What Is A Z-Pak And How Does It Work?

At one time or another, we've all gone to the doctor with a fever, cough, or congestion. In those instances, your doctor may have prescribed what is called a "Z-Pak." It's also possible that you requested the Z-Pak yourself, having taken it before.

Also known as Zithromax, or azithromycin, a Z-Pak is a five-day course of antibiotics that is typically used to treat infections such as bronchitis, pneumonia, and various lung and ear infections (via Drug Watch). According to K Health, azithromycin is also very effective against sexually transmitted diseases like chlamydia. A 2007 study published in Clinical Infectious Diseases showed that azithromycin had a 98% success rate against chlamydia.

Zithromax is usually taken once daily by mouth and can be taken with or without food (via WebMD). Ideally, it's best to space out your doses evenly, so you should make sure you set a schedule to take your Zithromax every day at the same time. You also should not stop taking it until the five-day course is fully complete.

Z-Paks are designed to fight bacteria

According to Drug Watch, Zithromax is part of a class of antibiotics called macrolides, which prevent bacteria from multiplying. As opposed to some other antibiotics, which kill off the bacteria directly, macrolides keep bacteria from producing the proteins they need to keep growing. Over time, the body's immune system, as opposed to the drug itself, kills off the remaining bacteria. It's important to note that Z-Paks only work on bacterial infections, so they are not effective against viral infections such as the common cold (via Medical News Today).

Given azithromycin's long half-life — the amount of time it takes for your body to metabolize half the medication — of around 68 hours, the drug will remain in your system and continue working for up to five days following your last dose, according to Hello Pharmacist. Because of this, you may not see your symptoms improve immediately after finishing your course of treatment. However, due to the half-life of azithromycin, you will want to wait up to five days after you have finished to see how you are feeling. If, after a few days, your symptoms haven't cleared up, you should contact your doctor.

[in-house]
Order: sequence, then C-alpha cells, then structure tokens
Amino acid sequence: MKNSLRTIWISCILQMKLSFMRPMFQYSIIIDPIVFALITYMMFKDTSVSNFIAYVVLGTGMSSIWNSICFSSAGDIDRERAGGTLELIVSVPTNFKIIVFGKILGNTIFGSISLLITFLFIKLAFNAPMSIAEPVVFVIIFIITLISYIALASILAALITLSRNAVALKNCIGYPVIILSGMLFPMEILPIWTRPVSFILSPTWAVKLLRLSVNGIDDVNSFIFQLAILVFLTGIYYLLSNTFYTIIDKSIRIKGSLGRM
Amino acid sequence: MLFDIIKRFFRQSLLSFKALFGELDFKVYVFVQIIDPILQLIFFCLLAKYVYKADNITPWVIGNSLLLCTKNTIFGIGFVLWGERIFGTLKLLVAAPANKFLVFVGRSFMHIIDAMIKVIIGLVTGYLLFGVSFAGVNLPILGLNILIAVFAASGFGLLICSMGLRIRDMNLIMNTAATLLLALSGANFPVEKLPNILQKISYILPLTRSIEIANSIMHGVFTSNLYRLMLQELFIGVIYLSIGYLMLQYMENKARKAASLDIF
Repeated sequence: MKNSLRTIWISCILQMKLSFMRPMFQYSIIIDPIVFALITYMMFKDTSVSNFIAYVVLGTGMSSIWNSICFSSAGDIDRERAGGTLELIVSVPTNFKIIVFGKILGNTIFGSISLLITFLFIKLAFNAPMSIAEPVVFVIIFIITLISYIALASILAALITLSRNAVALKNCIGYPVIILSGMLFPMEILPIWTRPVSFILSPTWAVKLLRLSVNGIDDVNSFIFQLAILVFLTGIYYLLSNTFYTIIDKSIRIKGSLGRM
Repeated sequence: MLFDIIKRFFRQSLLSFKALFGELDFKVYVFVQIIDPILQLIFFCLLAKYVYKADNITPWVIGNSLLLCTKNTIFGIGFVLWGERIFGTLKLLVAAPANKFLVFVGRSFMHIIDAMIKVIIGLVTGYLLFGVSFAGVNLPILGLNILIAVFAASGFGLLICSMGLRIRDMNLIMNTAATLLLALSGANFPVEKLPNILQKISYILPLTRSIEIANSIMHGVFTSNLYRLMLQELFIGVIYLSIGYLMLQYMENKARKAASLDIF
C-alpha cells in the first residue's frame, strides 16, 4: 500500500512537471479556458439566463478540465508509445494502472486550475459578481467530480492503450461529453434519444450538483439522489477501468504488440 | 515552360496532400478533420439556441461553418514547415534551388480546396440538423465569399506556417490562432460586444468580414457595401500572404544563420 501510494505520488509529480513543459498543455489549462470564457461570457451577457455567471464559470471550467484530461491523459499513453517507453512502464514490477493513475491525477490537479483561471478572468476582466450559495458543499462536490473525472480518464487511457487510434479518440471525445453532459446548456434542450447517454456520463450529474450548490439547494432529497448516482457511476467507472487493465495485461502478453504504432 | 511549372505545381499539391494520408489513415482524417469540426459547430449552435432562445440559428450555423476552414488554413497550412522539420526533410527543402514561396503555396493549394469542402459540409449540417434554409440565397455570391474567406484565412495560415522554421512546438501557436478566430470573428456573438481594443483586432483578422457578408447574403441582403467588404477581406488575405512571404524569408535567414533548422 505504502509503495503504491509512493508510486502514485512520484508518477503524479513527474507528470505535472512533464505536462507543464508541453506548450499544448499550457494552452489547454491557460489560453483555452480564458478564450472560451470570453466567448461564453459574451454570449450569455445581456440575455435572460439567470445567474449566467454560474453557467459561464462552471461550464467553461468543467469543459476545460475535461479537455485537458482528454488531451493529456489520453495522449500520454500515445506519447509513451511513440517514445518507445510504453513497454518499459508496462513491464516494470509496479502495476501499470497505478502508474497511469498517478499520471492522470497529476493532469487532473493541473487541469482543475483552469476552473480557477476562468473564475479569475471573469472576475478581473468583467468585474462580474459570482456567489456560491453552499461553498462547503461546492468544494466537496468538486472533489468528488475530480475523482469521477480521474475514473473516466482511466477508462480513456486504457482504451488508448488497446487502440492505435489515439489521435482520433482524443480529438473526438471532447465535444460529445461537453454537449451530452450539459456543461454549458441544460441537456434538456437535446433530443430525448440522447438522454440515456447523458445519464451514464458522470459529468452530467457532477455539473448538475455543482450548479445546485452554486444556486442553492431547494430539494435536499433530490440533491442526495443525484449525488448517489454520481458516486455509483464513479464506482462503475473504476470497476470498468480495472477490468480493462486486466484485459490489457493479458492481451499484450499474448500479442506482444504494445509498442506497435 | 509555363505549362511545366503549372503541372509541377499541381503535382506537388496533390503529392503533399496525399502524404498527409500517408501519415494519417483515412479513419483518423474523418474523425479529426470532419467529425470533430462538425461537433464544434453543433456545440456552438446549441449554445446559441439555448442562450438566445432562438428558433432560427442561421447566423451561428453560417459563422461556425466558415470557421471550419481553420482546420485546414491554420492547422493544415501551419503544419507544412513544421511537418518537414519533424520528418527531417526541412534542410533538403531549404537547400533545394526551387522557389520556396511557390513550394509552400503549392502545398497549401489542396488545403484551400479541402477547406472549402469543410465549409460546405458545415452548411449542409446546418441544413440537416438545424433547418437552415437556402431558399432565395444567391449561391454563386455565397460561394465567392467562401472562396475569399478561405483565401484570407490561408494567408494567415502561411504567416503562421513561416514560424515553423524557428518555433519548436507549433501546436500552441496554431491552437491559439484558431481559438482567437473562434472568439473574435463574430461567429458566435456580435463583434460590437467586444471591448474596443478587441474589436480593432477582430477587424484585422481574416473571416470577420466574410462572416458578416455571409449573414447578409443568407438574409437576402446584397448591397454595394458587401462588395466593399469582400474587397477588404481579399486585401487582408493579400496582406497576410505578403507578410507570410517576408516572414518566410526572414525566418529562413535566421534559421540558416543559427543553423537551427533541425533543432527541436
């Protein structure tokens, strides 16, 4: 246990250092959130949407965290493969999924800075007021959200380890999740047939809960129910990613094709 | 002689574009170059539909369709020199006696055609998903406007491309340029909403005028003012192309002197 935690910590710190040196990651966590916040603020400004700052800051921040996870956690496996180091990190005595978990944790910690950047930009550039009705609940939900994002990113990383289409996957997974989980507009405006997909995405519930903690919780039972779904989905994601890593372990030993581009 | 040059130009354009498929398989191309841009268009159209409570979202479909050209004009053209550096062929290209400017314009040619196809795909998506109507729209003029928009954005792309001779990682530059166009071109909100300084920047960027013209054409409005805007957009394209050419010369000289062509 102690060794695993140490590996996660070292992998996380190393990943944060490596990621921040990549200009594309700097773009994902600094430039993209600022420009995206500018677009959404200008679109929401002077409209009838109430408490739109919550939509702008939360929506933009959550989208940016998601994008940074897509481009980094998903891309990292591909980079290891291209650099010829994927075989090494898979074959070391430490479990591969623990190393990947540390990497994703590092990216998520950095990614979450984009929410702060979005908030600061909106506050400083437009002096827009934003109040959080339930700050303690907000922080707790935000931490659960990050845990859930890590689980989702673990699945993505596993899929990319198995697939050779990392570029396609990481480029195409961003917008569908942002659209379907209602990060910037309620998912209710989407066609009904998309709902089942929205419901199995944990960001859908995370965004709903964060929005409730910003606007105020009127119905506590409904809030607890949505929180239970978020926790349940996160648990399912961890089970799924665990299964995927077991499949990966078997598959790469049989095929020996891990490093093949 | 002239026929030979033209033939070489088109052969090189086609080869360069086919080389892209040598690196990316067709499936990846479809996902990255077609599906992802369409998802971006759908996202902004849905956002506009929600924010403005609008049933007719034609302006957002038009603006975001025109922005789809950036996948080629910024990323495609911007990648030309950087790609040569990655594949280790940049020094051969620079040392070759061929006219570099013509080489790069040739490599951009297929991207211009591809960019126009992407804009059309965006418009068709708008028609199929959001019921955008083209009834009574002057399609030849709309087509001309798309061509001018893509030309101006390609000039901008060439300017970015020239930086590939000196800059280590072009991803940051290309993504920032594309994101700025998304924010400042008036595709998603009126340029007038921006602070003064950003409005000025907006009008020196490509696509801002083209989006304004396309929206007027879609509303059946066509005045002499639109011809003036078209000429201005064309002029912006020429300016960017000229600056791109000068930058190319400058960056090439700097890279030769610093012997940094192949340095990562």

Beware of possible Z-Pak side effects

According to the Mayo Clinic, it's a good idea to weigh any potential risks of a Z-Pak against its ultimate benefits. You should consult with your doctor and let him or her know of any allergies you may have, as well as what medications you are already taking. Certain medications do not interact well with Zithromax and could increase the risk of an abnormal heart rhythm known as "QT prolongation" (via MedBroadcast). 

You may be at greater risk for QT prolongation if:

  • You are female
  • You are older than 65
  • You have a family history of cardiac issues
  • You have a personal history of heart disease
  • You have had a stroke
  • You have low potassium, magnesium, or calcium
  • You have nutritional deficiencies
  • You have diabetes

One of the most common side effects of Zithromax is diarrhea, according to GoodRx. In clinical trials conducted by the Food and Drug Administration, up to 5% of patients taking Zithromax reported diarrhea as a side effect. If you have loose stools while taking a Z-Pak, you should change your diet and avoid greasy or high-fiber foods, while also staying hydrated regularly.

The Mayo Clinic also reports that nausea, vomiting, and stomach pain are possible side effects of Z-Pak usage. If these symptoms continue unabated, or if you experience more serious reactions such as dark urine, bloody stools, or vision or hearing changes, you need to contact your doctor right away.

Please consult the package insert or your doctor or pharmacist for more complete information.